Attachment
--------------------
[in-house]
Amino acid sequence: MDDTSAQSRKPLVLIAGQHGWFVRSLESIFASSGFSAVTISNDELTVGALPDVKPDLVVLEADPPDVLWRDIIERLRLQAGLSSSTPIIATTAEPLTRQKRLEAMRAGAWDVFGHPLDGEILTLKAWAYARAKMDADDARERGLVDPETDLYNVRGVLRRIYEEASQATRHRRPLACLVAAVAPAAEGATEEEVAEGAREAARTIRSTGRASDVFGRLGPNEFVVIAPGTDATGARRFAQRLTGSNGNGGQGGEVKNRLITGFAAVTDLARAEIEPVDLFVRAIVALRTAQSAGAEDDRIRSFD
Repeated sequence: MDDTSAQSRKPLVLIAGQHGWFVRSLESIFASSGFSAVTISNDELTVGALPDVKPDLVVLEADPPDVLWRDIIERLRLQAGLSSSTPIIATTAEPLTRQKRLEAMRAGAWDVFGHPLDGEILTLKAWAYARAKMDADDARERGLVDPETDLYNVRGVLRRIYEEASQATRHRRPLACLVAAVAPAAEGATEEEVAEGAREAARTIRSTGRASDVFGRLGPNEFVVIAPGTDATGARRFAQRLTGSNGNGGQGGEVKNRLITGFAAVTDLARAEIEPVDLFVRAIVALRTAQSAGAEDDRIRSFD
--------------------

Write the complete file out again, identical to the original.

[in-house]
Amino acid sequence: MDDTSAQSRKPLVLIAGQHGWFVRSLESIFASSGFSAVTISNDELTVGALPDVKPDLVVLEADPPDVLWRDIIERLRLQAGLSSSTPIIATTAEPLTRQKRLEAMRAGAWDVFGHPLDGEILTLKAWAYARAKMDADDARERGLVDPETDLYNVRGVLRRIYEEASQATRHRRPLACLVAAVAPAAEGATEEEVAEGAREAARTIRSTGRASDVFGRLGPNEFVVIAPGTDATGARRFAQRLTGSNGNGGQGGEVKNRLITGFAAVTDLARAEIEPVDLFVRAIVALRTAQSAGAEDDRIRSFD
Repeated sequence: MDDTSAQSRKPLVLIAGQHGWFVRSLESIFASSGFSAVTISNDELTVGALPDVKPDLVVLEADPPDVLWRDIIERLRLQAGLSSSTPIIATTAEPLTRQKRLEAMRAGAWDVFGHPLDGEILTLKAWAYARAKMDADDARERGLVDPETDLYNVRGVLRRIYEEASQATRHRRPLACLVAAVAPAAEGATEEEVAEGAREAARTIRSTGRASDVFGRLGPNEFVVIAPGTDATGARRFAQRLTGSNGNGGQGGEVKNRLITGFAAVTDLARAEIEPVDLFVRAIVALRTAQSAGAEDDRIRSFD